Biodiversity - waterbirds
Park Directors from Mauritania, Senegal and Russia signed an agreement committing them to work together for the sustainable management of migratory waterbirds in critical wetlands within the three countries that are connected by the East-Atlantic Flyway. The agreement was the result of Wetlands International’s ‘From the Arctic to Africa’ initiative to protect waterbirds flying between Africa and the Arctic. The signing took place at a flyway exchange programme that brought representatives from Mauritania and Senegal to the Arctic.
Wetlands are vital storehouses of biodiversity and important bulwarks against the effects of climate change, while also providing livelihoods for millions of people, but they’re being lost at an increasing rate. Geographical Magazine's Mark Rowe reports.
This weekend, people and organisations all over the world will celebrate World Migratory Bird Day (WMBD). The theme this year is “Destination Flyways : Migratory Birds and Tourism”. WMBD was initiated in 2006 and is an annual awareness-raising campaign highlighting the need for the protection of migratory birds and their habitats. Wetlands International is a founding partner in this celebration and we are happy to be joined by an increasing number of partners.
By Szabolcs Nagy
The second stage of the Grand West Asian Wintering Waterbird Survey in Saudi Arabia has covered the Red Sea coast between Jeddah and Jizan. During our survey, we have visited the Southern Cornish of Jeddah, the Shoaybah Al-Mudaylif Coast, the coast near to Al Qunfodah, the Al-Shoqaiq Cost, Ras Altarfa and the southern and northern cornishes of Jizan.
The Hague, The Netherlands - With the societal and environmental costs of wetland degradation already huge and growing fast, Wetlands International brought over 100 current and prospective partners and supporters together to explore opportunities for positive action to sustain and restore wetlands in a reception at the atmospheric De Glazen Zaal (Glass Room) in the Hague. The evening featured an interactive marketplace to showcase some of our current initiatives, plus distinguished speakers and interviews with current partners on how our work with different sectors is helping to protect and restore wetlands. In addition to celebrating World Wetlands Day, the event also featured the launch of Wetlands International’s new logo.
The Global Freshwater Fish BioBlitz kicked off on World Wetlands Day to engage nature lovers in freshwater fish conservation. The Freshwater Fish Specialist Group (FFSG), of the International Union for Conservation of Nature and Wetlands International, has joined forces with other international groups to introduce this new global initiative.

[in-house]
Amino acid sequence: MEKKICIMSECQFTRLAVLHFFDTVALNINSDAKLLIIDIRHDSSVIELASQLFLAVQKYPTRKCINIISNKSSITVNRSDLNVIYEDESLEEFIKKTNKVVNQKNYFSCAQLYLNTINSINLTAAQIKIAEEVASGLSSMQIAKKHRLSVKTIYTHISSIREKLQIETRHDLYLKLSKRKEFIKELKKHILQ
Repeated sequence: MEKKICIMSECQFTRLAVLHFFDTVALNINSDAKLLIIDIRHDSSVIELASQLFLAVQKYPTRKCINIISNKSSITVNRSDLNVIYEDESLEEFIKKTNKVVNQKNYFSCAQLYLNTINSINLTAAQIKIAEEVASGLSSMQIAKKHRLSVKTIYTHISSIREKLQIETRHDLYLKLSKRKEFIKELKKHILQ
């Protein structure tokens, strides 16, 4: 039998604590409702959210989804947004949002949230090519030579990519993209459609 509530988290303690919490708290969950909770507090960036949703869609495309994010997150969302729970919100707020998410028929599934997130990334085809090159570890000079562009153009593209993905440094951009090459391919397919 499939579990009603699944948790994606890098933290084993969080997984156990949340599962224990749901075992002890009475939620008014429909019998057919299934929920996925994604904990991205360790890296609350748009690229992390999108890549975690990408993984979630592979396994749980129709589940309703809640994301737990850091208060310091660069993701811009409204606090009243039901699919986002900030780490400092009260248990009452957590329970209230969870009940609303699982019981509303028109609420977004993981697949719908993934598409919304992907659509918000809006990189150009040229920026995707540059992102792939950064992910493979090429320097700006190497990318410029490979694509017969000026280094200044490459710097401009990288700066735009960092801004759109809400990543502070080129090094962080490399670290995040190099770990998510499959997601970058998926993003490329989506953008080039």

A new online Atlas of freshwater biodiversity presenting spatial information and species distribution patterns was launched today. The Atlas is an output of BioFresh, an EU-funded project supported by Wetlands International that is putting together the widely dispersed information about life in our rivers and lakes, to better understand, manage and protect our freshwaters for generations to come.
By Szabolcs Nagy
The 5th Conservation Status Report produced by Wetlands International for the African-Eurasian Waterbird Agreement (AEWA) highlighted that our understanding of the status of wintering waterbirds is the weakest in the West Asian / East African flyway. This is partially a consequence of insufficient capacity in the region. To help tackle the problem we are supporting the development of strategies for countries in the region with the help of the MAVA Foundation.
Bonn 29 August 2013 – The Waterbird Harvest Specialist Group (WHSG) affiliated to Wetlands International was re-launched on the 28th of August 2013 at a special session on waterbird management at the 31st Congress of the International Union of Game Biologists which took place in Brussels, Belgium on the 27 – 29 August 2013.
A newly published study shows that three species of waterbirds (tufted duck, goosander and goldeneye) are shifting their wintering grounds northwards along the North-West Europe flyway in response to rising temperatures. Rising temperatures due to climate change and shifting ranges for wintering waterbirds have profound implications for the conservation of site networks along the flyways and highlights the importance of adaptive management approaches.
Last week delegates to the Convention on International Trade in Endangered Species (CITES) Conference of Parties (COP16) in Bangkok, Thailand, agreed to stronger conservation measures for the West African manatee. The proposal was led by Benin, Sierra Leone and Senegal with support from Wetlands International.